For me, Aldo has come to represent the spirit of the festival.  He has immense pride in his native country, and equal passion for his parish and neighborhood.  I saw him, I think, ONCE during the middle of the festival one year when he was idle.  People were coming up to him and greeting him with "Ciao, Aldo!" and "Grazie, Aldo!" like he was the Cardinal.  In Timberlands.  I love that guy.

Whether you hate it, love it, haven't been in awhile or never been, the annual St. Anthony's Italian Festival is a great spirited tradition in the truest sense.  

end Part I

Thursday, June 3, 2010

Sea Change, Part II

With summer unofficially upon us, an entire catalog of my most cherished memories can be recollected from the foods I've eaten, most notably, from the sea.   Local striped bass begins to move up the East coast, and with it soft-shell crabs in search of warmer weather to shed their shells.  Hard-shell blue claw crabs begin to surface at roadside stands and seafood shops.  Fluke and flounder begin to make local appearances.  And, when the boisterous bluefish arrives, you know it's bbq season.

Food and memory is a common theme.  As I returned from the Jersey shore this weekend (in unprecedented traffic), the melancholic drive seemed a little softer as the smell of local barbecue pits and hibachis carried me home.  Detouring off the main roads, I found myself drunken with the sweet aroma of corn silk and honeysuckle. Passing through a small one-traffic light town with a winding creek, you take in the combination of freshly applied tar and salt water from the docks.  

The rite of crabbing is as pivotal an early life experience in the Mid-Atlantic as kickball or wiffleball tournaments on summer break.  Watching a gaggle of skinny, pale kids toss their lines into the murky water, I am instantly transformed to my days of tying slimy chicken necks to butcher's twine with fishing weights.  The one cooler you brought is for the crabs, and it sits empty.  Swatting green-head flies, you eat your sandwich early, for fear of what it may attract if left in the sun too long.    And, you're pretty certain if the sun gets any hotter, you'll be the first human to watch styrofoam turn into molten liquid.  Square and star-shaped traps can bring in the big haul, but it's the crafty crabber who shows their skills by detecting and successfully pulling a crustacean from the sea floor while scooping it up with the nearby net.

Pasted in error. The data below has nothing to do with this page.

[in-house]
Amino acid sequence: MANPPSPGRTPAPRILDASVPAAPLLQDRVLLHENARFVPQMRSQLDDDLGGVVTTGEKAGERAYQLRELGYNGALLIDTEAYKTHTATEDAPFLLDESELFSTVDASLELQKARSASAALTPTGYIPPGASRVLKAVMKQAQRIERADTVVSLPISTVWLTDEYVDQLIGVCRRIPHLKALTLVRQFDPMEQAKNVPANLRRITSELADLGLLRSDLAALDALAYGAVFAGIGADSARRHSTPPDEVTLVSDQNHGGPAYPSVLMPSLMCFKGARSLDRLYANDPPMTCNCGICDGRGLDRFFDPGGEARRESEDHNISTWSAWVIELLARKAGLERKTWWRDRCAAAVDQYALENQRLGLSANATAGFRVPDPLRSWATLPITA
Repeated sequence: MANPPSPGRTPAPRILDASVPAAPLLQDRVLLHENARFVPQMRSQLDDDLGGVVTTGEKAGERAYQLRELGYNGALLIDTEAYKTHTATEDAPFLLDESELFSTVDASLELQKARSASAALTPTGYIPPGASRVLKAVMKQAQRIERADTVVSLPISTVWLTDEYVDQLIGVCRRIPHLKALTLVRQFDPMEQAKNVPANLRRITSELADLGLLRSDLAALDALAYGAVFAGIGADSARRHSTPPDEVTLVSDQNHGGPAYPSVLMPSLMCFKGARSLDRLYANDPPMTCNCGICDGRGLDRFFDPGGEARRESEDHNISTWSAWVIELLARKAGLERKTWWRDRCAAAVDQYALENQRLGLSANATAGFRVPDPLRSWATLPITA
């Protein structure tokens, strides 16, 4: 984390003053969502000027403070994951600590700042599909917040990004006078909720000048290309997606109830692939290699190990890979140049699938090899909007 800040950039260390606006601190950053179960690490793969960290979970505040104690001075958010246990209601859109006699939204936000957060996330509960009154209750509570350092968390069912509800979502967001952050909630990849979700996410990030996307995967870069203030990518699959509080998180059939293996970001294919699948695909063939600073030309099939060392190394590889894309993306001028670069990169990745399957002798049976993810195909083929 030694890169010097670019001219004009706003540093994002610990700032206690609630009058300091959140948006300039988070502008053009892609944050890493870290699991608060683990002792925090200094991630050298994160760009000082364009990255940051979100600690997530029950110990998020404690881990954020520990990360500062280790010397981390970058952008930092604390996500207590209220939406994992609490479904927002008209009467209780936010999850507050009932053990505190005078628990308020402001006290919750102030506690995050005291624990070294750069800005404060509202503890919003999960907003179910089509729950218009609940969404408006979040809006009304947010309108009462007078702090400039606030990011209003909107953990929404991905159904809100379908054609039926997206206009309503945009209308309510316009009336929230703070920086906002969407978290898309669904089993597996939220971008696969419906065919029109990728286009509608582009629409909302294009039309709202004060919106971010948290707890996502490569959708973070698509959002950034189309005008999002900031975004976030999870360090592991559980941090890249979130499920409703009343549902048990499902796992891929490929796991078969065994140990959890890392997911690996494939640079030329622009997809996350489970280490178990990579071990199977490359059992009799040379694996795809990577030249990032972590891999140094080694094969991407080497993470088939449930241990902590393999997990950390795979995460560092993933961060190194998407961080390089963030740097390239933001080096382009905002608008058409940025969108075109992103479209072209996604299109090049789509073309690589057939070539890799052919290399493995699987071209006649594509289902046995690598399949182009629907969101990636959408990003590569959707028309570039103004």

Whether deep sea fishing, surf fishing, wading in shallow water for sunnies or pulling up a trap of blue claws, catching and eating our own seafood along the coast is part of our DNA.  Surely, our lives would be much different without it. 

So, then what if it's not just for recreation, but your way of life?  What if you rely on the uninterrupted cycle of nature in the nation's waterways to make a living?  In my last post, I referenced the dramatic effect of the Deepwater Horizon oil spill that is at this very moment gushing crude oil into the Gulf of Mexico.  In today's New York Times, it is reported that in Louisiana, "the oil slick is wreaking havoc on the fishing industry here, which brings about $2.4 billion a year to the state, the state’s seafood marketing board says. At least 27,000 jobs depend directly on the fisheries."  

The more insidious story under-reported is the one where BP has hired away almost all the idle fishing boats to assist with clean up and dispersement. Seafood processors say in many cases, "the biggest hindrance right now is not oil, but a lack of fishermen to haul in the catch in the areas still open to fishing."